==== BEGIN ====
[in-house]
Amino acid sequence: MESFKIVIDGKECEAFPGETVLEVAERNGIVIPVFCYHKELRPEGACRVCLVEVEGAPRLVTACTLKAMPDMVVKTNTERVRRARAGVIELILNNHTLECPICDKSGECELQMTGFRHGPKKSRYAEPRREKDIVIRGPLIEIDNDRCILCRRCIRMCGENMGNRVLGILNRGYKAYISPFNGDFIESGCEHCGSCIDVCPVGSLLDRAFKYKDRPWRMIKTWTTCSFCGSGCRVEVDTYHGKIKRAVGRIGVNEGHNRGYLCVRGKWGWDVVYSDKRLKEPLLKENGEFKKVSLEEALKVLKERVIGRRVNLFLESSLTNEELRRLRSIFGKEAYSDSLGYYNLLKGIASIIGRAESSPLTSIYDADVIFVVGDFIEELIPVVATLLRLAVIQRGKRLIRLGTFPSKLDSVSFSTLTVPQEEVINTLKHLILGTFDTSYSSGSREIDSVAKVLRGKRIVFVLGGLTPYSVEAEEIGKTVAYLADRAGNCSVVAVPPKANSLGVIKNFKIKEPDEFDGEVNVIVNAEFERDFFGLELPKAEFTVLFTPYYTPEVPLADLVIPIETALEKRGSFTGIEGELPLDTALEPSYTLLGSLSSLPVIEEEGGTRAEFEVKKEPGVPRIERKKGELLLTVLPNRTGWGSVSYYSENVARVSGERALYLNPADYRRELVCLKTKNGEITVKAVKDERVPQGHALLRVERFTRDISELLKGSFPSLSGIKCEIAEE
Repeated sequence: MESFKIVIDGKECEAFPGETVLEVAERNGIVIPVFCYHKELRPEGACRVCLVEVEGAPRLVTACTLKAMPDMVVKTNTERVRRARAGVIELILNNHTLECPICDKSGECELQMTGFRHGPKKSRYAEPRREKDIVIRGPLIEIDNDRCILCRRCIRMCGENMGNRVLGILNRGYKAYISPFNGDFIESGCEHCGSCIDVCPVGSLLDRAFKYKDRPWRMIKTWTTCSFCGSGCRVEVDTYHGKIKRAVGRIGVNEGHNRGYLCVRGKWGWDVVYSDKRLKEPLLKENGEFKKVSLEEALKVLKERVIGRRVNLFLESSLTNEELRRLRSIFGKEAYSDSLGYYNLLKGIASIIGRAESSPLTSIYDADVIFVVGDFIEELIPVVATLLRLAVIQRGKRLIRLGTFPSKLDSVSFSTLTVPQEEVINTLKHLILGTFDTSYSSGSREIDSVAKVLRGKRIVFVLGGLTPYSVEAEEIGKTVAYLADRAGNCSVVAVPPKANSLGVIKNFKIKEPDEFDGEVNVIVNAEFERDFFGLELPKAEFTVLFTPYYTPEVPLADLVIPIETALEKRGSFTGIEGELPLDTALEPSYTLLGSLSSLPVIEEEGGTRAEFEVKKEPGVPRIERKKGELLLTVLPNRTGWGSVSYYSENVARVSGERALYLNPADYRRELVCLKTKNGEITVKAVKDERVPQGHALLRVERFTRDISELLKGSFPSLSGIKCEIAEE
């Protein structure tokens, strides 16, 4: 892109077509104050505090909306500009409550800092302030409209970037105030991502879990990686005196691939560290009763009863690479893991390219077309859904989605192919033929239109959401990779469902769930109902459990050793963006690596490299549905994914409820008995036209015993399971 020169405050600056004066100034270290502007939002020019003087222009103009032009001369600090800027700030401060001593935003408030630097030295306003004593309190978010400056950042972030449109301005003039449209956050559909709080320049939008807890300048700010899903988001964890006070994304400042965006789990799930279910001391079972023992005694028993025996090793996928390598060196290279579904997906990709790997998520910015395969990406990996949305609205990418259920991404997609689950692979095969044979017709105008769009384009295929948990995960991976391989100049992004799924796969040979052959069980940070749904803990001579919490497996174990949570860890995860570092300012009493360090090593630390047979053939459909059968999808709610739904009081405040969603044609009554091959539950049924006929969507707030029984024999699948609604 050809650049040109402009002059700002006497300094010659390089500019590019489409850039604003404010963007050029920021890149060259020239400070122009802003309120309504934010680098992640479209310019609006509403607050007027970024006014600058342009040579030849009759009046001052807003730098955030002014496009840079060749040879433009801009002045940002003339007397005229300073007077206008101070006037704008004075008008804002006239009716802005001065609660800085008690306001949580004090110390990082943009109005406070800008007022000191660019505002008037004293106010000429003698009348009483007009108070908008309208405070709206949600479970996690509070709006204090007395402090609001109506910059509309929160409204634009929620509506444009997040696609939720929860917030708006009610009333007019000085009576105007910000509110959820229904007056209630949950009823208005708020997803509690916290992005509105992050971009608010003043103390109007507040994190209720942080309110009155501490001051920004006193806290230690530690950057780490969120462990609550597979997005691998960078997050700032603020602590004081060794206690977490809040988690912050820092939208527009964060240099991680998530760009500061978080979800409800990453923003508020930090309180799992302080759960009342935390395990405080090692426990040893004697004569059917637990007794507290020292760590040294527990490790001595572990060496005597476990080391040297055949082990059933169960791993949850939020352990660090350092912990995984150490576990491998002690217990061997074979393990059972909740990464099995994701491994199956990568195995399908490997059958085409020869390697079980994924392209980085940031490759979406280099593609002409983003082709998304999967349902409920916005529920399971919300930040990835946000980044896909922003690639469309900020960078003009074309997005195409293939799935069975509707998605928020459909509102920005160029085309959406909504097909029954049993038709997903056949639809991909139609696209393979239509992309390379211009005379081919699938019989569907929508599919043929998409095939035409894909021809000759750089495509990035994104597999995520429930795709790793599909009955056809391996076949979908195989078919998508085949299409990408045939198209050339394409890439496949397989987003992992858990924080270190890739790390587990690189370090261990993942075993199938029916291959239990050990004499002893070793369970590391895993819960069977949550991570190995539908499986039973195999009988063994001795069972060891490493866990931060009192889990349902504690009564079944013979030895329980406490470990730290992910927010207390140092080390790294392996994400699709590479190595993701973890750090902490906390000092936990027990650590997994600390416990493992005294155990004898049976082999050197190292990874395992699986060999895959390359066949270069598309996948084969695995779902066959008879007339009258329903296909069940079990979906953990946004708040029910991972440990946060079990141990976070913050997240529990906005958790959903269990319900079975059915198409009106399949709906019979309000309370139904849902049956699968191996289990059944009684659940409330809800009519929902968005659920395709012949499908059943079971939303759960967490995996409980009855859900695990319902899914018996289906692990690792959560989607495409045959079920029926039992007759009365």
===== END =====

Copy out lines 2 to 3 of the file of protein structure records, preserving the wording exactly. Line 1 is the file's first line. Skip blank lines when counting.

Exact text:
Amino acid sequence: MESFKIVIDGKECEAFPGETVLEVAERNGIVIPVFCYHKELRPEGACRVCLVEVEGAPRLVTACTLKAMPDMVVKTNTERVRRARAGVIELILNNHTLECPICDKSGECELQMTGFRHGPKKSRYAEPRREKDIVIRGPLIEIDNDRCILCRRCIRMCGENMGNRVLGILNRGYKAYISPFNGDFIESGCEHCGSCIDVCPVGSLLDRAFKYKDRPWRMIKTWTTCSFCGSGCRVEVDTYHGKIKRAVGRIGVNEGHNRGYLCVRGKWGWDVVYSDKRLKEPLLKENGEFKKVSLEEALKVLKERVIGRRVNLFLESSLTNEELRRLRSIFGKEAYSDSLGYYNLLKGIASIIGRAESSPLTSIYDADVIFVVGDFIEELIPVVATLLRLAVIQRGKRLIRLGTFPSKLDSVSFSTLTVPQEEVINTLKHLILGTFDTSYSSGSREIDSVAKVLRGKRIVFVLGGLTPYSVEAEEIGKTVAYLADRAGNCSVVAVPPKANSLGVIKNFKIKEPDEFDGEVNVIVNAEFERDFFGLELPKAEFTVLFTPYYTPEVPLADLVIPIETALEKRGSFTGIEGELPLDTALEPSYTLLGSLSSLPVIEEEGGTRAEFEVKKEPGVPRIERKKGELLLTVLPNRTGWGSVSYYSENVARVSGERALYLNPADYRRELVCLKTKNGEITVKAVKDERVPQGHALLRVERFTRDISELLKGSFPSLSGIKCEIAEE
Repeated sequence: MESFKIVIDGKECEAFPGETVLEVAERNGIVIPVFCYHKELRPEGACRVCLVEVEGAPRLVTACTLKAMPDMVVKTNTERVRRARAGVIELILNNHTLECPICDKSGECELQMTGFRHGPKKSRYAEPRREKDIVIRGPLIEIDNDRCILCRRCIRMCGENMGNRVLGILNRGYKAYISPFNGDFIESGCEHCGSCIDVCPVGSLLDRAFKYKDRPWRMIKTWTTCSFCGSGCRVEVDTYHGKIKRAVGRIGVNEGHNRGYLCVRGKWGWDVVYSDKRLKEPLLKENGEFKKVSLEEALKVLKERVIGRRVNLFLESSLTNEELRRLRSIFGKEAYSDSLGYYNLLKGIASIIGRAESSPLTSIYDADVIFVVGDFIEELIPVVATLLRLAVIQRGKRLIRLGTFPSKLDSVSFSTLTVPQEEVINTLKHLILGTFDTSYSSGSREIDSVAKVLRGKRIVFVLGGLTPYSVEAEEIGKTVAYLADRAGNCSVVAVPPKANSLGVIKNFKIKEPDEFDGEVNVIVNAEFERDFFGLELPKAEFTVLFTPYYTPEVPLADLVIPIETALEKRGSFTGIEGELPLDTALEPSYTLLGSLSSLPVIEEEGGTRAEFEVKKEPGVPRIERKKGELLLTVLPNRTGWGSVSYYSENVARVSGERALYLNPADYRRELVCLKTKNGEITVKAVKDERVPQGHALLRVERFTRDISELLKGSFPSLSGIKCEIAEE